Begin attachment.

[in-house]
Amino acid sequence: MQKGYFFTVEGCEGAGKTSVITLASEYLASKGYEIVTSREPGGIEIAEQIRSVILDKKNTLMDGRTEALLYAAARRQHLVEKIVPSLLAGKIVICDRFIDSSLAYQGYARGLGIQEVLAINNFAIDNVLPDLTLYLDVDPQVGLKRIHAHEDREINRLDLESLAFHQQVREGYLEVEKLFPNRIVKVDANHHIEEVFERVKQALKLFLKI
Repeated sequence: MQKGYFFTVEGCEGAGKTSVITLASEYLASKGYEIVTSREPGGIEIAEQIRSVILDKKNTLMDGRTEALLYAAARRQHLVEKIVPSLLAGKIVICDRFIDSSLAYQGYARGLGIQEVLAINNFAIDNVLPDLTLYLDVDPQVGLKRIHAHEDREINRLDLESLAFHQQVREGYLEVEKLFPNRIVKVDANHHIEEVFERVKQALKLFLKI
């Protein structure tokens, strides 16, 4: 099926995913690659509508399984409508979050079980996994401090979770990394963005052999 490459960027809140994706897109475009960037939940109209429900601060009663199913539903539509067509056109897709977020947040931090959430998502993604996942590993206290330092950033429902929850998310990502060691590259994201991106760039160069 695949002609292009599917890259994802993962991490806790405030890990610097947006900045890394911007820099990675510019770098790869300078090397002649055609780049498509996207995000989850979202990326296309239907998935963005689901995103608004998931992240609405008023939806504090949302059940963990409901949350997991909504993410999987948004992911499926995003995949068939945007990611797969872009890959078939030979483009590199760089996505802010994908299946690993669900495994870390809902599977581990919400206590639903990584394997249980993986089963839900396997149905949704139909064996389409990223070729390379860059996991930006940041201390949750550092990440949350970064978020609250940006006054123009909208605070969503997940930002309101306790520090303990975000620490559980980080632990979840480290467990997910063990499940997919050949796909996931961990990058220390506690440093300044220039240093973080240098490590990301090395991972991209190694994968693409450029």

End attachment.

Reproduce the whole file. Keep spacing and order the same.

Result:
[in-house]
Amino acid sequence: MQKGYFFTVEGCEGAGKTSVITLASEYLASKGYEIVTSREPGGIEIAEQIRSVILDKKNTLMDGRTEALLYAAARRQHLVEKIVPSLLAGKIVICDRFIDSSLAYQGYARGLGIQEVLAINNFAIDNVLPDLTLYLDVDPQVGLKRIHAHEDREINRLDLESLAFHQQVREGYLEVEKLFPNRIVKVDANHHIEEVFERVKQALKLFLKI
Repeated sequence: MQKGYFFTVEGCEGAGKTSVITLASEYLASKGYEIVTSREPGGIEIAEQIRSVILDKKNTLMDGRTEALLYAAARRQHLVEKIVPSLLAGKIVICDRFIDSSLAYQGYARGLGIQEVLAINNFAIDNVLPDLTLYLDVDPQVGLKRIHAHEDREINRLDLESLAFHQQVREGYLEVEKLFPNRIVKVDANHHIEEVFERVKQALKLFLKI
């Protein structure tokens, strides 16, 4: 099926995913690659509508399984409508979050079980996994401090979770990394963005052999 490459960027809140994706897109475009960037939940109209429900601060009663199913539903539509067509056109897709977020947040931090959430998502993604996942590993206290330092950033429902929850998310990502060691590259994201991106760039160069 695949002609292009599917890259994802993962991490806790405030890990610097947006900045890394911007820099990675510019770098790869300078090397002649055609780049498509996207995000989850979202990326296309239907998935963005689901995103608004998931992240609405008023939806504090949302059940963990409901949350997991909504993410999987948004992911499926995003995949068939945007990611797969872009890959078939030979483009590199760089996505802010994908299946690993669900495994870390809902599977581990919400206590639903990584394997249980993986089963839900396997149905949704139909064996389409990223070729390379860059996991930006940041201390949750550092990440949350970064978020609250940006006054123009909208605070969503997940930002309101306790520090303990975000620490559980980080632990979840480290467990997910063990499940997919050949796909996931961990990058220390506690440093300044220039240093973080240098490590990301090395991972991209190694994968693409450029």